• 8 In the instant case defendant was charged with four counts of armed violence. He was found not guilty of the charge based on the attempted murder of Tom Dziak, but judgment was entered on count 14, which alleged armed violence predicated upon home invasion (the infliction of intentional injuries on the Dziaks). The court also ruled that counts 13 and 15, which were predicated respectively on intentional injury to Tom Dziak and residential burglary, merged into that count. After considering these convictions in light of the rationale expressed in Ammons and Morrison, we believe that the entry of judgment on the charge of armed violence as expressed in count 14 of the information was improper.

We observe that the judgment entered on defendant's home-invasion conviction was charged under section 12-11(a)(1) (threat of force while armed with a dangerous weapon), and that his armed-violence conviction was predicated on section 12-11(a)(2) (infliction of intentional injury). We agree with defendant that to permit both of these convictions to stand would in effect allow the State to do indirectly what it cannot do directly, i.e., convict defendant of two offenses of home invasion based on a single entry. This has the appearance of "double dipping" (see People v. Green (1980), 83 Ill. App.3d 982, 404 N.E.2d 930), a practice condemned in King, and, in accordance with the above-cited authority, we vacate defendant's conviction and sentence for armed violence.

• 9 We turn now to defendant's final contention that the trial court abused its discretion in sentencing him to substantial terms of imprisonment. In support of that position, he cites the court's emphasis on the protection of society from crimes of this nature in general, rather than focusing on the particular facts of the case, and claims that his prior criminal record is minor and that his recent brushes with the law do not detract from his potential for rehabilitation. In sum, he asserts that the terms are disproportionate to the seriousness of the offense and fail to comply with the objective of restoring him to useful citizenship. The State responds that defendant's sentences are proper given the seriousness of the offenses and the impact on the victims.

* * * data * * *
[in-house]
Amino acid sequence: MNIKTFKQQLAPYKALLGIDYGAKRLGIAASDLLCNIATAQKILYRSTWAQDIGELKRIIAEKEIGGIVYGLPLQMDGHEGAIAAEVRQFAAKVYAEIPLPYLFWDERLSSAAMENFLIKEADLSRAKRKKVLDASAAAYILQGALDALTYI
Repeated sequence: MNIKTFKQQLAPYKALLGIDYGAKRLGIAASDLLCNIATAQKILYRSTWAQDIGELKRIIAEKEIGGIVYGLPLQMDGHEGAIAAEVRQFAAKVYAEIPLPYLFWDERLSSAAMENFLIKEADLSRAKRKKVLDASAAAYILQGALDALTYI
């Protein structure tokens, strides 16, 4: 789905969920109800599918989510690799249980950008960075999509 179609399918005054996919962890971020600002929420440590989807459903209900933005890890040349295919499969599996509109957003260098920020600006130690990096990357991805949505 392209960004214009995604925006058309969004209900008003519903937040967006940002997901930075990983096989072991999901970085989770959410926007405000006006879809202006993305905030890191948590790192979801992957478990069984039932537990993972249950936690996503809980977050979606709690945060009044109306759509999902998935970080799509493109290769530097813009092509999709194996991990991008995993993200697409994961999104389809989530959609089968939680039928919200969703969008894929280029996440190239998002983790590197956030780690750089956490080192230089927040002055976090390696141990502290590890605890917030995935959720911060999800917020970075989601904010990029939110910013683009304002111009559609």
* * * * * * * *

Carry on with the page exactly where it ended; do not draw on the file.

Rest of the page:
Although Supreme Court Rule 615(b)(4) (87 Ill.2d R. 615(b)(4)) grants reviewing courts the power to reduce the sentences imposed by the trial court, it is well settled that the imposition of a sentence is a matter of judicial discretion and that absent an abuse of this discretion, the sentence of the trial court may not be altered upon review. People v. Perruquet (1977), 68 Ill.2d 149, 368 N.E.2d 882; see also People v. Younger (1986), 112 Ill.2d 422, 494 N.E.2d 145.) The Illinois Constitution provides that "[a]ll penalties shall be determined both according to the seriousness of the offense and with the objective of restoring the offender to useful citizenship" (Ill. Const. 1970, art. I, sec. 11); however, in making its determination the sentencing court is not required to give greater consideration to one factor over the other (People v. Waud (1977), 69 Ill.2d 588, 373 N.E.2d 1).

The supreme court has recognized that the trial court is charged with the difficult task of fashioning a sentence which strikes a proper balance between protecting the interests of society while allowing for the possibility of the rehabilitation of the offender (People v. La Pointe (1981), 88 Ill.2d 482, 431 N.E.2d 344) and has deemed that a reasoned judgment as to the proper sentence must be based upon the particular circumstances of each case (People v. Bolyard (1975), 61 Ill.2d 583, 338 N.E.2d 168). Given the superior position of the trial court to observe the myriad factors which enter into the sentencing decision, its determination is entitled to great deference and weight (People v. Perruquet (1977), 68 Ill.2d 149, 368 N.E.2d 882.) Where the sentence falls within the limits prescribed by the legislature, it is well settled that the sentence should not be disturbed unless it is at great variance with the spirit and purpose of the law or manifestly in excess of the proscriptions of the Illinois Constitution. (People v. Sprinkle (1974), 56 Ill.2d 257, 264, 307 N.E.2d 161.) Our review indicates that this is not such a case.

At the sentencing hearing Mrs. Dziak testified that she has been afraid in her home since the incident and still pauses to catch her breath when she walks into her dining room. She also informed the court that she keeps her doors locked and even takes her keys with her when she works in her yard. In addition, she stated that her son keeps a baseball bat next to his bed as he sleeps and is awakened by the least little noise and, finally, that the family feels as though its freedom has been taken away. The prosecutor noted defendant's prior criminal record and reviewed the facts of the case, then recommended to the court that defendant be sentenced to a term of 60 years' imprisonment.

In mitigation, defense counsel pointed out that defendant's prior convictions were primarily drug-related and went back more than a decade when defendant made a foray into the drug culture in California; but more recently defendant had only been convicted of resisting arrest and driving on a suspended driver's license. Counsel also pointed out that defendant is an intelligent man who has some college education, a man who is now afraid and cannot understand the forces which motivated him that evening. He stated that he did not believe that defendant was a present danger to society and asked the court to consider his potential for rehabilitation in fashioning a sentence.